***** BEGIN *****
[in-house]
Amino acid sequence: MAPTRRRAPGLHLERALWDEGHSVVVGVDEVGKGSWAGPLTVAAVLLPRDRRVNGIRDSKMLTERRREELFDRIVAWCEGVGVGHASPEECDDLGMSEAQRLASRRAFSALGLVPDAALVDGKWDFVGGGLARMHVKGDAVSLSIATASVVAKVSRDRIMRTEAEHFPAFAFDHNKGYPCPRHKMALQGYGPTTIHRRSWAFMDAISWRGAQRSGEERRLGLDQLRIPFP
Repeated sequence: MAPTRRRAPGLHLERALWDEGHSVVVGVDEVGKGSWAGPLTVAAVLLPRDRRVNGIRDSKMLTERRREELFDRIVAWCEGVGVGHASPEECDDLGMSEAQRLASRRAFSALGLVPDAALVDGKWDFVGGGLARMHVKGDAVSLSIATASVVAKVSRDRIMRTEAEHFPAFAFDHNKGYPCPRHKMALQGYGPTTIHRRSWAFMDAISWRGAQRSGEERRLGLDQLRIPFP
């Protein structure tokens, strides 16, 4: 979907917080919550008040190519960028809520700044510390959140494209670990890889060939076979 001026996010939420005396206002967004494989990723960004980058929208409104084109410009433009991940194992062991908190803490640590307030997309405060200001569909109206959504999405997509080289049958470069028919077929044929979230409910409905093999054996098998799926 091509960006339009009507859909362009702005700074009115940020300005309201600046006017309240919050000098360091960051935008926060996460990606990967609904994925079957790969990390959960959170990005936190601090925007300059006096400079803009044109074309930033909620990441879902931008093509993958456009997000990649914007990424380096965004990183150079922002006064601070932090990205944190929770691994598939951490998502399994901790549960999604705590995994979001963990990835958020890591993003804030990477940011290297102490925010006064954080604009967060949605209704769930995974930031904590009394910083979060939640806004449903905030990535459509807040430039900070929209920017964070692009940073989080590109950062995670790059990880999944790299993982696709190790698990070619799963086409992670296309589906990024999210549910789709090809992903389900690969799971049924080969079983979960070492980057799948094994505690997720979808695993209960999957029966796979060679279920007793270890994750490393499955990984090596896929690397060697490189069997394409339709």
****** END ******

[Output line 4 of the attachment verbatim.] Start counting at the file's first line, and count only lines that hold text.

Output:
């Protein structure tokens, strides 16, 4: 979907917080919550008040190519960028809520700044510390959140494209670990890889060939076979 001026996010939420005396206002967004494989990723960004980058929208409104084109410009433009991940194992062991908190803490640590307030997309405060200001569909109206959504999405997509080289049958470069028919077929044929979230409910409905093999054996098998799926 091509960006339009009507859909362009702005700074009115940020300005309201600046006017309240919050000098360091960051935008926060996460990606990967609904994925079957790969990390959960959170990005936190601090925007300059006096400079803009044109074309930033909620990441879902931008093509993958456009997000990649914007990424380096965004990183150079922002006064601070932090990205944190929770691994598939951490998502399994901790549960999604705590995994979001963990990835958020890591993003804030990477940011290297102490925010006064954080604009967060949605209704769930995974930031904590009394910083979060939640806004449903905030990535459509807040430039900070929209920017964070692009940073989080590109950062995670790059990880999944790299993982696709190790698990070619799963086409992670296309589906990024999210549910789709090809992903389900690969799971049924080969079983979960070492980057799948094994505690997720979808695993209960999957029966796979060679279920007793270890994750490393499955990984090596896929690397060697490189069997394409339709």